From the definition of recursion explained above we know that a recursive function needs a base condition that helps it to get out of the recursion state. Similar to this function, we will make use of this concept in react to create recursive elements.

Here is a visual example of a recursive element:

Tree Component

This recursive tree is a component based on an object that has repetitive nested children. For example, the above tree component is based on the following JSON structure:

The component that you see above is a tree component. Let us recognize some key parameters in this component from the definition of recursion:

  • Recursive state: Here the recursive state is the name or fields that are getting repeated one key within another.

    As you can see this object has an id name and children properties. Again the children's property is an array of tree i.e. object with id name and children properties. And this goes on and on.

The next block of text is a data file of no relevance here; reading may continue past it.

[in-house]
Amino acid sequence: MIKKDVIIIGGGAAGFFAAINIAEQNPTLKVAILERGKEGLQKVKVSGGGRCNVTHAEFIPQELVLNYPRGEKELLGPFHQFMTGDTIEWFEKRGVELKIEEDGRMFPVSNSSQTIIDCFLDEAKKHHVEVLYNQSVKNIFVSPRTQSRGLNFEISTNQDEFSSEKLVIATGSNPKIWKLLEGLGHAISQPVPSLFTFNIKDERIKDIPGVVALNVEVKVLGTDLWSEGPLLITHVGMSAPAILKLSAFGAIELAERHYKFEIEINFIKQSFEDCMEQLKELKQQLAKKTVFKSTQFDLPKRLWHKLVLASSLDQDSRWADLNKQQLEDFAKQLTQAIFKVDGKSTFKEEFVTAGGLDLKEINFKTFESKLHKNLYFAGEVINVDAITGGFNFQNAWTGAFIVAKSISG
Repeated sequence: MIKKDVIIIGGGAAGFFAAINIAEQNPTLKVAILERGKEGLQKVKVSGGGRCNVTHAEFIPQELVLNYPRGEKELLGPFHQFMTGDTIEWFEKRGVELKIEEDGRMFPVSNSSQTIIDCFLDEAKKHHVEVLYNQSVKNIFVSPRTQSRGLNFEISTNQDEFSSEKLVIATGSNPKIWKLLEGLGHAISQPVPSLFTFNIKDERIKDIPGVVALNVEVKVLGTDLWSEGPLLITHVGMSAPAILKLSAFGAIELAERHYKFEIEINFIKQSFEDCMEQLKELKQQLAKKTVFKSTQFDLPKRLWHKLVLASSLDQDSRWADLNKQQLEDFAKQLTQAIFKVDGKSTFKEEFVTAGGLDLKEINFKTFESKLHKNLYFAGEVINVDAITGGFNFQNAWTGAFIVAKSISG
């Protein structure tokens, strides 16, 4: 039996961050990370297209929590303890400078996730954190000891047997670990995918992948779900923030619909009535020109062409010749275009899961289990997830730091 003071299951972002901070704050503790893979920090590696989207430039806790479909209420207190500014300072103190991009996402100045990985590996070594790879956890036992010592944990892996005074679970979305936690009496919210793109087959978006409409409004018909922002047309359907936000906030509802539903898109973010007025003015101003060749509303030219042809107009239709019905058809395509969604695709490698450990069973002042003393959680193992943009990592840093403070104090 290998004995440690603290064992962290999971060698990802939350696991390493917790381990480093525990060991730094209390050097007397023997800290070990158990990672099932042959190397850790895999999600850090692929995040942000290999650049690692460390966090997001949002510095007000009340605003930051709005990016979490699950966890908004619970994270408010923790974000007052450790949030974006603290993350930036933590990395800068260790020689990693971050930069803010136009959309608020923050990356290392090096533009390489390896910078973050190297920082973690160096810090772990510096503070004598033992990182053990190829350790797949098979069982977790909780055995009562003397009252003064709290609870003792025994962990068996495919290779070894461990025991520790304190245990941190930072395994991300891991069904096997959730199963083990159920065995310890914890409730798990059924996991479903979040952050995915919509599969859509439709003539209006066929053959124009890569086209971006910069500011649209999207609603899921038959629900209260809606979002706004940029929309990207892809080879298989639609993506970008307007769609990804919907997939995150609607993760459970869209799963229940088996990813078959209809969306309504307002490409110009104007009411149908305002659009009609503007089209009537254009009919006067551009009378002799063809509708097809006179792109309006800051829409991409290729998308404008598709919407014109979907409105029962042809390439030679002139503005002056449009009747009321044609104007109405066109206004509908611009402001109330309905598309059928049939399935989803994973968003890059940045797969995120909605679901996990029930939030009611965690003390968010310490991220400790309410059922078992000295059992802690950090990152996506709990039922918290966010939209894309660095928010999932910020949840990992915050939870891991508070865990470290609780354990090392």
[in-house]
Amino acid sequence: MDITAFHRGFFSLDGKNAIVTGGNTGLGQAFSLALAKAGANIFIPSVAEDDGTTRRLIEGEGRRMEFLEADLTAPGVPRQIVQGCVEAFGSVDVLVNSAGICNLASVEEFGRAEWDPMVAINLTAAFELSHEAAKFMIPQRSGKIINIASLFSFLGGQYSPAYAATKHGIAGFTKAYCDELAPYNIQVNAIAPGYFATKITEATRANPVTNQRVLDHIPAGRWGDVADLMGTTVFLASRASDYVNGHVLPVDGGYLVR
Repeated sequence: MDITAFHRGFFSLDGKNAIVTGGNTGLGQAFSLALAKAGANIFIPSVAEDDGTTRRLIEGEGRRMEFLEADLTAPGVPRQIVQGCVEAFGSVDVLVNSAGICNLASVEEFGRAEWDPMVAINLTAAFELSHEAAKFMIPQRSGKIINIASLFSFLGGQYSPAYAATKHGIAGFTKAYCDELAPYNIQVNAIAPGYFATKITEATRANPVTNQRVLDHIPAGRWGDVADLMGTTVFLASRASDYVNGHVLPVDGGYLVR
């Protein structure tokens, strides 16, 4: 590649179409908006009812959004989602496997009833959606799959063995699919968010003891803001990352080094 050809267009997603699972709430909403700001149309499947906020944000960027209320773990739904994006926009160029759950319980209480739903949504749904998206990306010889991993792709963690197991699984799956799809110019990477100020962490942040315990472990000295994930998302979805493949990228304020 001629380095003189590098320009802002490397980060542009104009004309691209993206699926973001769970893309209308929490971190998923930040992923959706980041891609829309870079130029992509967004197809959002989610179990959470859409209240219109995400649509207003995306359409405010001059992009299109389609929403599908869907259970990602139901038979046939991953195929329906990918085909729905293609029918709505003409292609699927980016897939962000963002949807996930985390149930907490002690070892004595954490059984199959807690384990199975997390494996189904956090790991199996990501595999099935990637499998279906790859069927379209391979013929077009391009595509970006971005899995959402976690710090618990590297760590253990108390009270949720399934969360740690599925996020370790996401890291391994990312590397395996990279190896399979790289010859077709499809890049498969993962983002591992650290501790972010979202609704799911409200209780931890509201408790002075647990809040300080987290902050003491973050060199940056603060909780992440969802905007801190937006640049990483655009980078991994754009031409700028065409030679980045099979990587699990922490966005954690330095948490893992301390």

• Base condition: In this example, the base/end case is when there are no elements to print out.

We will be building an interactive component that will help us to visualize this object in the form of a tree. So without further ado! let us get started.

Building the recursive element

What we are trying to implement is a tree that is interactive like we saw in the above section:

  • We build this component out of the following tags:
    • ul - to wrap all the list children
    • li - to present each element in the list of children
    • details - to make each li tag interactive. This will help it to open and close the li tag.
    • summary - This will help to give the heading to the li tag.
  • So the structure is like this: ul wraps all li and each li has details and summary.

Representation of Tree with the above elements
Representation of Tree with the above elements

Let us call this component a RecursiveTree and create the component file for the same. Paste the below code in it:

Let me explain what’s going on here:

  • We have a styled component: StyledUnorderedList that has the following styles:
  • We loop over all the children's elements with the map function that wraps each item with the CustomDetails component:
  • This CustomDetails component looks like below: